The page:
Gandhi Ji very humbly responded to the objections. He acknowledged the spirit of the young revolutionaries against the notorious British Empire but disagreed with their method of resistance. He politely suggested to them that violent resistance only strengthens the tyrannical regime. He wrote, “…a bloody revolution will not succeed in India. The masses will not respond. A movement in which masses have not active part can do no good to them. A successful bloody revolution can only mean further misery for the masses. For it would be still a foreign rule for them. The non-violence I teach is the active nonviolence of the strongest. But the weakest can partake in it without becoming weaker.”
After this letter, Sachindra Nath Sanyal got arrested and Manmath Nath Gupta continued the debate. He in response to the objections levelled by Gandhi that Indian people won’t participate in the bloody revolution asked him does he believe that the revolutionaries of India are less sacrificing? In addition, Gupta wrote that through the blood of the martyr’s ideas ripen quickly. Gandhi Ji in response once again saluted their patriotic benevolence but called them misguided people. He wrote, “I do believe that ideas ripen quickly when nourished by the blood of martyrs. But a man who dies slowly of jungle fever in service bleeds as certainly as the one on the gallows. And if the one who dies on the gallows is not innocent of another’s blood, he never had ideas that destroyed to ripen.” Here, we can say that Gandhi Ji’s tone is quite harsh, full of ego and self-obsessed. Manmath Nath Gupta responded to the letter by asking Gandhi Ji some rhetorical questions. He asked him that if he believes that those who start armed resistance are misguided people then what about Guru Gobind Singh, the tenth Sikh Guru, who was a staunch believer of warfare for a noble cause? He further asked him, “What will you like to say about Washington, Garibaldi and Lenin? … will you like to call Krishna Europeanized because he believed also in the vinasha of dushkritas?”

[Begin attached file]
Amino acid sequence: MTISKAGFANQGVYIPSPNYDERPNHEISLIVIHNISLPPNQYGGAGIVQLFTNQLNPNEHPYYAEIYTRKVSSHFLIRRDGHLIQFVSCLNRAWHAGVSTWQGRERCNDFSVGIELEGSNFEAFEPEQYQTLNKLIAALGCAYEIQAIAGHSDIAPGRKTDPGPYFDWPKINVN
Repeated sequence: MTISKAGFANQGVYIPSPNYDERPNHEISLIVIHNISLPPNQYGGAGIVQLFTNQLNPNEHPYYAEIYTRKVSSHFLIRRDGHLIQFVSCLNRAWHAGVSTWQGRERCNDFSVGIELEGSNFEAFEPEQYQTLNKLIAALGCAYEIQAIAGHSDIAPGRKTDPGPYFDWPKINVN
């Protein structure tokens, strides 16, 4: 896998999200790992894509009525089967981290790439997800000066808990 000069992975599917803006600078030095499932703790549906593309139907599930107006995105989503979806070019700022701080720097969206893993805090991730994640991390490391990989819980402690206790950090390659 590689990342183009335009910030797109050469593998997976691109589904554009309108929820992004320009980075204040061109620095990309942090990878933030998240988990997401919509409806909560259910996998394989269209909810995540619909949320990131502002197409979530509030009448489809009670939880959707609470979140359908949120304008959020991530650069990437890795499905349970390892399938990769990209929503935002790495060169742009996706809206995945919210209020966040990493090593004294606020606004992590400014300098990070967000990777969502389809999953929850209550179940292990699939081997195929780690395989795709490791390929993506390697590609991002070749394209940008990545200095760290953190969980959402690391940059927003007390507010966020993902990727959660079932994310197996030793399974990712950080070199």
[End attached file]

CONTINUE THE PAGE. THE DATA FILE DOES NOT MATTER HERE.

Gandhi Ji scholarly responded to the question and ended the debate. He wrote, “In the first instance Guru Gobind Singh and the others whose names are mentioned did not believe in secret murder. In the second, these patriots knew their work and their men whereas the modern Indian revolutionary does not know his work… my Krishna is the lord of the universe, the creator, preserver and destroyer of us all. He may destroy because he creates.”
So we can say that young revolutionaries of HRA were more passionate to get freedom and that passion urged them to take arms against the British Empire. They used to idealise only those people who advocated the armed struggle. But Gandhi Ji’s perspective was scholarly and well experienced as in his letters he, again and again, talked about the plight of the Indians who were not at all prepared for the armed struggle. One thing that surprised me while reading the letters was that when Sachindra Nath Sanyal and Manmath Nath Gupta were mentioning religious personalities who took up arms against oppression, why didn’t Gandhi Ji talked about Imam Hussain’s movement of Karbala which was also non-violent against the despotic ruler Yazid. One can’t suppose that Gandhi Ji was not aware of Imam Hussain and his movement because he was a true devotee of Hussain. Well, it will remain a mystery for me.
In my opinion, non-violent resistance is more constructive than violent resistance. For this, we need to understand the institutional power of a modern state. The state institutes are more strong and well equipped than in the past. It’s impossible to win a war against the state through violent means. It will certainly take us to the point of no return. To fight against evil with the help of evil is equivalent to support the evil. So our young revolutionaries who are passionate to change their country must have control over their emotions. To fight against the system, first, they need to understand the system. And this thing demands patience. If you don’t have the patience then you lose your right to be called a revolutionary.